The Texas State Fire Marshal’s Office and the Innocence Project of Texas will begin reviewing questionable arson convictions next month. The review is part of a national movement scrutinizing arson cases to ensure that they’re based on credible, scientific evidence. The Texas case of
Cameron Todd Willingham
—who was executed in 2004 based on unscientific, outdated arson analysis—raised concerns across the country about the integrity of other arson convictions.
State Fire Marshal Chris Connealy spoke with the Associated Press about the review:
“Having been around fire investigations and being in the fire service the last 35 years, I saw where there could be improvements,” Connealy said in an interview. “I wanted to try to lead that effort to improving fire investigations. It should be based on science.”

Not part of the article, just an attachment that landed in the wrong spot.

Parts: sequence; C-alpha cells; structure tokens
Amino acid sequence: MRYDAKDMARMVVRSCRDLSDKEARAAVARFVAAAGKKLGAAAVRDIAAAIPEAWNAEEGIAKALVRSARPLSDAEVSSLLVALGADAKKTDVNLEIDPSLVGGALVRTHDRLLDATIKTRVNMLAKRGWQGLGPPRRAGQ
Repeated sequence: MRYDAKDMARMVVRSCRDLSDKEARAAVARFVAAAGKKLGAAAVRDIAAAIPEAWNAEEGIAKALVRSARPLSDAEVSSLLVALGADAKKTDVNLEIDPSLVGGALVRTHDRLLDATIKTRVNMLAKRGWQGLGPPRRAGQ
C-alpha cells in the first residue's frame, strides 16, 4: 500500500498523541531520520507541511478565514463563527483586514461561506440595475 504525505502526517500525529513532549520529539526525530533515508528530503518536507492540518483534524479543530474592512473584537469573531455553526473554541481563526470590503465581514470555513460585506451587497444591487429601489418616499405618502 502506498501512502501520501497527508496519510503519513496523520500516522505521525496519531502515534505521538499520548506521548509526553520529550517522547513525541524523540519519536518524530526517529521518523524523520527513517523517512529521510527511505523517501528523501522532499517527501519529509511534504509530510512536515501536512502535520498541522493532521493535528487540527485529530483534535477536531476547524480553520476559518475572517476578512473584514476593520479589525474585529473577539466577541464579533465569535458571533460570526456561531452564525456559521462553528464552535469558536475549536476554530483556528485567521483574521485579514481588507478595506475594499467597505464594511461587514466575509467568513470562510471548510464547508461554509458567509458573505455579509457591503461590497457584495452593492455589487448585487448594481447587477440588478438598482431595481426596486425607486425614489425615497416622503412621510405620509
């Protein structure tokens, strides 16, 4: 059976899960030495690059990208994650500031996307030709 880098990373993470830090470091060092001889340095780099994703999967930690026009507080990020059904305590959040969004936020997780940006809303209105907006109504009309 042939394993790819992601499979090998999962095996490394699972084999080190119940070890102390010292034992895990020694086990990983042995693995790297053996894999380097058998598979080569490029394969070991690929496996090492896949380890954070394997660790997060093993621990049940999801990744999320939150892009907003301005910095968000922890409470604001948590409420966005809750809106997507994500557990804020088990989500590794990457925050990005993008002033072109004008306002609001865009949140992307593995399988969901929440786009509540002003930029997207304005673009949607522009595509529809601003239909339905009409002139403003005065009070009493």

If the group finds problems with an arson investigation, its findings will be sent to the authorities with jurisdiction over the case and to the Texas Court of Criminal Appeals, Connealy said. No action will be required, but the report could help someone who is wrongly imprisoned.
One of the cases to be reviewed is that of Ed Graf, convicted of setting a 1988 fire that killed his two stepsons. Graf claims innocence, and fire experts have questioned the arson analysis in his case. Convictions around or before 1992 are particularly suspect since that was the year that the National Fire Protection Association issued is first set of guidelines. Prior to 1992, no consistent methodology was used to analyze fires and analysts were often retired firefighters with no scientific background.
other disputed arson cases